Panagiotis Lymberopoulos, Vassilios Katavelos, Apostolos Chronopoulos and Demetrios Chronopoulos all came from the same village, Agios Sostis in the Messinia region of the Peloponnese. The last two men were brothers. Like many of the passengers, the four friends were young – the oldest one was only 33 years old – and they wanted to go to America in search of a better life. Tragically, their dreams, like those of so many others who perished on that starry night, never came true.They all died in the most famous shipwreck in maritime history, and the bodies of the two brothers never been found.
Many local history buffs and Titanic fans know that Anderson’s Maplewood Cemetery is the final resting place of Charles Hallace Romaine. He was a first-class passenger aboard the Titanic on its maiden voyage in April 1912. Romaine survived the disastrous sinking when he was allowed to take a seat in Lifeboat No. 9 after the women and children had been given a place.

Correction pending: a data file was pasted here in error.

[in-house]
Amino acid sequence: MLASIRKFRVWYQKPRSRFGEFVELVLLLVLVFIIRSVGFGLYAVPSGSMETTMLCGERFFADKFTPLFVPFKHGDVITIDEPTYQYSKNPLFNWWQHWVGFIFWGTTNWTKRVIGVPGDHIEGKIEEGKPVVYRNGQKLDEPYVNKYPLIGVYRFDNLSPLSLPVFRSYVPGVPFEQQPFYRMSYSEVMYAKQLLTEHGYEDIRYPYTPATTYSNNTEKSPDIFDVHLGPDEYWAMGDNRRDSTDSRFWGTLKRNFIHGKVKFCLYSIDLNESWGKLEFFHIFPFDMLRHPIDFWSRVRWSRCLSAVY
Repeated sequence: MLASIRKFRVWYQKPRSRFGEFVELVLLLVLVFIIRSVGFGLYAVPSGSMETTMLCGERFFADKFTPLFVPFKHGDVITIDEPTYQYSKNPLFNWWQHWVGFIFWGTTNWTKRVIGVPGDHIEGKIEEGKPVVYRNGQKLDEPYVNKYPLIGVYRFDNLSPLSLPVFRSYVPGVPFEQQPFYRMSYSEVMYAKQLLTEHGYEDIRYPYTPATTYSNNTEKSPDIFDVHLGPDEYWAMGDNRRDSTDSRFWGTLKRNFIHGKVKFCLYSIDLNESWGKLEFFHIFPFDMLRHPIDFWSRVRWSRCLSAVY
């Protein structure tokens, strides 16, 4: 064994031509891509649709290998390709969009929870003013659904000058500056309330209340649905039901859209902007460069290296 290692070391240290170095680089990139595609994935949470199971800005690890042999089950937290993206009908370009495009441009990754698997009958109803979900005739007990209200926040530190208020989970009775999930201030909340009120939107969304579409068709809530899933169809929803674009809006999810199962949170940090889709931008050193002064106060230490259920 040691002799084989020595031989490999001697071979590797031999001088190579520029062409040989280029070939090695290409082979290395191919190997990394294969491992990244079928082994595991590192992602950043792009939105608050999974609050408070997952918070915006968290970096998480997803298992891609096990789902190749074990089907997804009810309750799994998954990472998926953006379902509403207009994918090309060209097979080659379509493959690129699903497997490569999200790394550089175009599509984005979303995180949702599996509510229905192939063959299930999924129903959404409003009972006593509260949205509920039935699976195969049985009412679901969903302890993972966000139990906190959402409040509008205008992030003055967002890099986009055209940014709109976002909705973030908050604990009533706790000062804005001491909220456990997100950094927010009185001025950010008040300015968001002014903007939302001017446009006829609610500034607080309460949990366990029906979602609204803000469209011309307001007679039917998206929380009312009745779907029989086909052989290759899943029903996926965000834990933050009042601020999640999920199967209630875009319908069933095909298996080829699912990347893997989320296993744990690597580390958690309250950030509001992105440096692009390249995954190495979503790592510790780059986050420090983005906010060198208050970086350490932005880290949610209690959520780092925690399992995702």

What is certain is that it must have remained in the same place for a long time: those huge mountains of ice float adrift until over time, they become part of the liquid water of the ocean.
It was reported today that veteran actor Christopher Plummer passed away at age 91. He was a terrific actor who elevated even ordinary movies. He shot to fame playing Captain von Trapp in The Sound of Music. He did not like how his character was drawn. Nor did the real Trapp family children. Aside from the usual liberties taken with the story (and changing the gender of the two oldest from boys to girls!) they were empathetic that their father was nothing like the stage or the movie presentation. And he certainly did not make them wear sailor’s outfits as well. At any rate, Christopher Plummer will be long remembered for the many roles he played on stage, film, and even on the small screen. RIP Christopher Plummer.